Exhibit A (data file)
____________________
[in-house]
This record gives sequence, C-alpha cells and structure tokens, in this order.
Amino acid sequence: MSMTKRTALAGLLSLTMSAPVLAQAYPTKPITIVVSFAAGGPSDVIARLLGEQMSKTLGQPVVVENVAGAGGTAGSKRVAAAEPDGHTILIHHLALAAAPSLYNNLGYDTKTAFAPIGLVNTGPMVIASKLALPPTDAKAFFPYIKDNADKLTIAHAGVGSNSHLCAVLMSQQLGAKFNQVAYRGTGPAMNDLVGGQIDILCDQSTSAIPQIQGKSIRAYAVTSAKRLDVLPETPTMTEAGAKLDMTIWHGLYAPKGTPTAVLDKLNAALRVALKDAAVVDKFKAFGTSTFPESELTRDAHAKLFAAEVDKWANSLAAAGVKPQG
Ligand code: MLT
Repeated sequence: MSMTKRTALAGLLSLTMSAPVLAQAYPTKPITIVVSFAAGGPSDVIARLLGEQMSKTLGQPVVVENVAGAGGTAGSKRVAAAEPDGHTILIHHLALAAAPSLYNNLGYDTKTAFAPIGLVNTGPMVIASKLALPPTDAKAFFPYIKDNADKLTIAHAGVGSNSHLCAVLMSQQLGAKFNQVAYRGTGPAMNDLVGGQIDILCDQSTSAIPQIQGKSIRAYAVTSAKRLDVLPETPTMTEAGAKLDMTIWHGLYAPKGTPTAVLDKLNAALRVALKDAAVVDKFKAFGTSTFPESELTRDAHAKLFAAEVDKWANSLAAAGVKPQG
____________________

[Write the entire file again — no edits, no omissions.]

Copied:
[in-house]
This record gives sequence, C-alpha cells and structure tokens, in this order.
Amino acid sequence: MSMTKRTALAGLLSLTMSAPVLAQAYPTKPITIVVSFAAGGPSDVIARLLGEQMSKTLGQPVVVENVAGAGGTAGSKRVAAAEPDGHTILIHHLALAAAPSLYNNLGYDTKTAFAPIGLVNTGPMVIASKLALPPTDAKAFFPYIKDNADKLTIAHAGVGSNSHLCAVLMSQQLGAKFNQVAYRGTGPAMNDLVGGQIDILCDQSTSAIPQIQGKSIRAYAVTSAKRLDVLPETPTMTEAGAKLDMTIWHGLYAPKGTPTAVLDKLNAALRVALKDAAVVDKFKAFGTSTFPESELTRDAHAKLFAAEVDKWANSLAAAGVKPQG
Ligand code: MLT
Repeated sequence: MSMTKRTALAGLLSLTMSAPVLAQAYPTKPITIVVSFAAGGPSDVIARLLGEQMSKTLGQPVVVENVAGAGGTAGSKRVAAAEPDGHTILIHHLALAAAPSLYNNLGYDTKTAFAPIGLVNTGPMVIASKLALPPTDAKAFFPYIKDNADKLTIAHAGVGSNSHLCAVLMSQQLGAKFNQVAYRGTGPAMNDLVGGQIDILCDQSTSAIPQIQGKSIRAYAVTSAKRLDVLPETPTMTEAGAKLDMTIWHGLYAPKGTPTAVLDKLNAALRVALKDAAVVDKFKAFGTSTFPESELTRDAHAKLFAAEVDKWANSLAAAGVKPQG